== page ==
Three #Adulting Tips from a Recent Grad

Photo courtesy of Laura Daronatsy.

Photo courtesy of Laura Daronatsy.

Congratulations to those of you who graduated in December! I hope you are making the most of the sweet victory you just achieved. Although, I should probably warn you: while being homework-free is amazing, life is about to get more real than ever. No more student discounts, relying on the excuse “oh, I’m just a college student,” or making late night taco runs just for fun (OK, that might still be a thing).

Here are a few things I’ve been learning since I graduated in December 2015:

  1. Don’t say yes to everything.

Throughout your college career and pre-professional training, you might’ve heard someone share the all-too-popular advice of  “say yes to everything.” In fact, maybe you did (or do) ascribe to that lifestyle now. In my opinion, it’s not the wisest way to live — especially post-grad life.

Here’s why: If you keep saying yes to everything, you’re going to find it harder to flex your crucial muscle of discernment. Instead, you’ll find yourself automatically accepting job assignments and social invitations that are going to wear you out with no potential gain. Do you want to spend your hours feeling stressed about your never ending to-do list, or feeling well-rested and present? No matter how rich, poor, intelligent or silly you may be, you are still only given 24 hours each day. Make them count by discerning early on when to say “no.”

  1. Invest in yourself.  

With every campaign or homework assignment you’ve worked on, you’ve had to deal with limited resources — limited budget, limited time, maybe a limited amount of motivation. Now that you’re #adulting, you’ll face similar challenges when it comes to investing in yourself. Make sure your priorities are aligning with your life choices. For example, if you say you value health, then invest in a gym membership or yoga classes or cooking classes or whatever it takes for you to achieve your health goals.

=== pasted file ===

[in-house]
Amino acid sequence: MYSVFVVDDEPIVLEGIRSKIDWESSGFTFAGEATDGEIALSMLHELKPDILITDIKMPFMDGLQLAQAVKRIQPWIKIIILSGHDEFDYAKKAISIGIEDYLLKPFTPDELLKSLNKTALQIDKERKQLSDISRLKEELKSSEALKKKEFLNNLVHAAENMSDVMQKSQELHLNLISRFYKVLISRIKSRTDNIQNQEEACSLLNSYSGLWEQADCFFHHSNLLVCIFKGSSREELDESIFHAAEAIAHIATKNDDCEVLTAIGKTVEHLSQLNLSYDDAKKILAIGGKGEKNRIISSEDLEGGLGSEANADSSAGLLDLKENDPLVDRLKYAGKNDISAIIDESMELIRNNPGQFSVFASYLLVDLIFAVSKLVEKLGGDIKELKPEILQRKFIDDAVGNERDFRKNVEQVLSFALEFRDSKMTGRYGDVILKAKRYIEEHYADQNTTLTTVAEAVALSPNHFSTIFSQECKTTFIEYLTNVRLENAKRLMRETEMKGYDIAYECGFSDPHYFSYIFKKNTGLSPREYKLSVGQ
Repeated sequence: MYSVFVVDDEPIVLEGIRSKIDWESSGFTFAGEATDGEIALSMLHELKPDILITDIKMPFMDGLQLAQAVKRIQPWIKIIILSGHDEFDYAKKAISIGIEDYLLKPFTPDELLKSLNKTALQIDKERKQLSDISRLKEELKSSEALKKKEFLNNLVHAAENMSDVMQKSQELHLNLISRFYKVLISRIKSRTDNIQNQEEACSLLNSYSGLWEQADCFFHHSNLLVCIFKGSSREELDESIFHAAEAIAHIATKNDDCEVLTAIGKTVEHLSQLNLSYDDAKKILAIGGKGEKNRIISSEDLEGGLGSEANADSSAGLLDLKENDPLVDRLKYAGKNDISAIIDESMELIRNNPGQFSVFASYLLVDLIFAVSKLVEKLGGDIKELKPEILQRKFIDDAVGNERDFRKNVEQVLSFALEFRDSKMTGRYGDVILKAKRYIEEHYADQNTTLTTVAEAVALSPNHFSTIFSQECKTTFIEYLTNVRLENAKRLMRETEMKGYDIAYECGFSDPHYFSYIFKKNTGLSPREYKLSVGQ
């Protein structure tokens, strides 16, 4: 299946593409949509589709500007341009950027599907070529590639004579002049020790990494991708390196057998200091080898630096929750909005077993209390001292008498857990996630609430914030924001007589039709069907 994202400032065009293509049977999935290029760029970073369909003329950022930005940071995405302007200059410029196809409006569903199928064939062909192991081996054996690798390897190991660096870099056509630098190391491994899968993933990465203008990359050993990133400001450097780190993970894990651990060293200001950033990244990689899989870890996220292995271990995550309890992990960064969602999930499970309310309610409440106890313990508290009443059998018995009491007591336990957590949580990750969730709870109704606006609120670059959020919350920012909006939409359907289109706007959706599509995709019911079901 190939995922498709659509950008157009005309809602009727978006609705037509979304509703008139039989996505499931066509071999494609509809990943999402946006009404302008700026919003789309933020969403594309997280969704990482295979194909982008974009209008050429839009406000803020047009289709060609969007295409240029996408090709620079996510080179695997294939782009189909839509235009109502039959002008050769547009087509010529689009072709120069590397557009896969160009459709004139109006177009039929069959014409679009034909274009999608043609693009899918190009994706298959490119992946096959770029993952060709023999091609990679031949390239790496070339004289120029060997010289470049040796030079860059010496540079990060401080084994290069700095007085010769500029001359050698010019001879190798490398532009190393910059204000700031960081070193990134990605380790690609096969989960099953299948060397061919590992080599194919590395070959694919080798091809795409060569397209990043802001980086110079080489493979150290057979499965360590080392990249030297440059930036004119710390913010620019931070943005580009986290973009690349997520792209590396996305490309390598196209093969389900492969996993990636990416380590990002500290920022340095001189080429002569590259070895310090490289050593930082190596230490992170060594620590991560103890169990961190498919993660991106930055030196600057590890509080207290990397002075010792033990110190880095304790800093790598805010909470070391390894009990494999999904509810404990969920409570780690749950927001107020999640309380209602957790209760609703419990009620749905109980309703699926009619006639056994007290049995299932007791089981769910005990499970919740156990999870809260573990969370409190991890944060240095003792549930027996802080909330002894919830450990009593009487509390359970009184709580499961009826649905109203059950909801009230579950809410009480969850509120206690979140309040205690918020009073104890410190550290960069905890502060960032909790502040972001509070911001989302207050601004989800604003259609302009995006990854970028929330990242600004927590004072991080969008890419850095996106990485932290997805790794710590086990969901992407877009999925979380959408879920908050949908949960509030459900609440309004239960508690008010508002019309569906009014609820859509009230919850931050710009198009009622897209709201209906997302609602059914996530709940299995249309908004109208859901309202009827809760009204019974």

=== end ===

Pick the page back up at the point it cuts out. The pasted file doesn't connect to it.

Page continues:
Personally, I’ve been focusing on my physical, spiritual and professional health. Tangibly, this translates to me finding a trainer to work with at my local YMCA, spending more time reading my Bible and joining PRSA as an Associate Member. (P.S. Did you know former PRSSA members can get their first year of PRSA membership for only $60? And that the next two years of membership are discounted too? Check out the Associate Membership program if you haven’t yet.) All these investments are helping me to set a solid foundation for the rest of my life. As they say, “there’s no time like the present.”

  1. Stop focusing on perfection.

In college, it can become addicting to seek out straight As or to spend tedious amounts of time making sure your brows are on fleek. As you find yourself making adult decisions more and more, I encourage you to stop focusing on perfection. It’s important to invest in yourself, but don’t let your self-improvement blind you from what really matters in life. Aim to do well at your job, of course, and don’t throw your personal hygiene down the drain, but recognize that achieving “perfection” is not what will bring you ultimate joy or even what you’re made to do. Humans are made to be lifelong learners, constantly ingesting new information and honing skills. Humans are going to mess up sometimes, and will need to ask for forgiveness. Humility isn’t a weakness, but a strength that only the wisest will seek.

I wish you nothing but good fortune in your post-grad life and the beautiful freedom that comes with graduating college. As always, feel free to share your fun #adulting stories with me, since we’re learning side by side in this next phase of life.

Laura Daronatsy is the PRSSA Immediate Past President and currently works as a communications LDP associate at Lockheed Martin. She graduated from Biola University with a public relations major and biblical and theological studies minor. Connect with Laura on Twitter @lauradaronatsy.

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